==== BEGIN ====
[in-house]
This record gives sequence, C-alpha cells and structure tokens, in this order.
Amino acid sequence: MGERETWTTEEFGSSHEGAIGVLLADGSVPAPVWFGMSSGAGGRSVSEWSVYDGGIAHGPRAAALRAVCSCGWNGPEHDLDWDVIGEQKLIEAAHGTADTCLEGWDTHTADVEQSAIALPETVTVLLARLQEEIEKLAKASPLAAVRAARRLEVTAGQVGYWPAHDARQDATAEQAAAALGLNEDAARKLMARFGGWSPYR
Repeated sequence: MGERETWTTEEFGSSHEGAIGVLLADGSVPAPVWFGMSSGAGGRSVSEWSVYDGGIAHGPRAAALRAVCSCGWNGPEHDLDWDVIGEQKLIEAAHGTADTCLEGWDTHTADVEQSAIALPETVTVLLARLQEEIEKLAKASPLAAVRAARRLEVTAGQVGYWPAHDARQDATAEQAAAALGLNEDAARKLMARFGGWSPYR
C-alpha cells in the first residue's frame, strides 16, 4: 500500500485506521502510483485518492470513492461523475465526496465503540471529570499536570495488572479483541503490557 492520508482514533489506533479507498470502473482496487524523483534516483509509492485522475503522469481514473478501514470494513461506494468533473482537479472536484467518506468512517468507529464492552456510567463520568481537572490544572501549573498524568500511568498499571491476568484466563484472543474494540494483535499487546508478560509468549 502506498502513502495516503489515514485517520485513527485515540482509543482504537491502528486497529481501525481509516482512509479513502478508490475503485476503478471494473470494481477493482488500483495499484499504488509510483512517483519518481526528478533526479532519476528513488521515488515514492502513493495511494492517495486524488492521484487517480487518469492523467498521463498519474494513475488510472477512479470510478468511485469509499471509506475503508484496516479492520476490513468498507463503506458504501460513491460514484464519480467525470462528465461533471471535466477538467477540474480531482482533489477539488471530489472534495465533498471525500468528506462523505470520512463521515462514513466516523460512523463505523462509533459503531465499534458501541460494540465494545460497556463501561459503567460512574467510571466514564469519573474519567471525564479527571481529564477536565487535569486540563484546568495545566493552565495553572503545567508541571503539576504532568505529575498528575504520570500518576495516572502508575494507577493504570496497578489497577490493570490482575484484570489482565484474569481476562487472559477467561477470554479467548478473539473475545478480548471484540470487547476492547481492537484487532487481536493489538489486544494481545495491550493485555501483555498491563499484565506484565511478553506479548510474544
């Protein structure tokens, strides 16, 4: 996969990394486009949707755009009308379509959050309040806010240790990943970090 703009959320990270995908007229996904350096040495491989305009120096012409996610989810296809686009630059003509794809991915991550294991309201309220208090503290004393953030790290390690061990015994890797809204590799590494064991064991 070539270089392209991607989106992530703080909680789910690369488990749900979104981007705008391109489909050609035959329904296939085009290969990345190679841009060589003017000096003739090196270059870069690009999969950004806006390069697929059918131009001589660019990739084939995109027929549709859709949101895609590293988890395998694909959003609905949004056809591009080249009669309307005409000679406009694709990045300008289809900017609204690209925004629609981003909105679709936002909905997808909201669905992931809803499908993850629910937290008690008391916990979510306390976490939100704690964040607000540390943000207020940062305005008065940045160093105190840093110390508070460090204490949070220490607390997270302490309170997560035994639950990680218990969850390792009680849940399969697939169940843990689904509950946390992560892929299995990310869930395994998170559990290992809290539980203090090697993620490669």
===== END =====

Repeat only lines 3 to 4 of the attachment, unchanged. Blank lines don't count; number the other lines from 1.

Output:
Amino acid sequence: MGERETWTTEEFGSSHEGAIGVLLADGSVPAPVWFGMSSGAGGRSVSEWSVYDGGIAHGPRAAALRAVCSCGWNGPEHDLDWDVIGEQKLIEAAHGTADTCLEGWDTHTADVEQSAIALPETVTVLLARLQEEIEKLAKASPLAAVRAARRLEVTAGQVGYWPAHDARQDATAEQAAAALGLNEDAARKLMARFGGWSPYR
Repeated sequence: MGERETWTTEEFGSSHEGAIGVLLADGSVPAPVWFGMSSGAGGRSVSEWSVYDGGIAHGPRAAALRAVCSCGWNGPEHDLDWDVIGEQKLIEAAHGTADTCLEGWDTHTADVEQSAIALPETVTVLLARLQEEIEKLAKASPLAAVRAARRLEVTAGQVGYWPAHDARQDATAEQAAAALGLNEDAARKLMARFGGWSPYR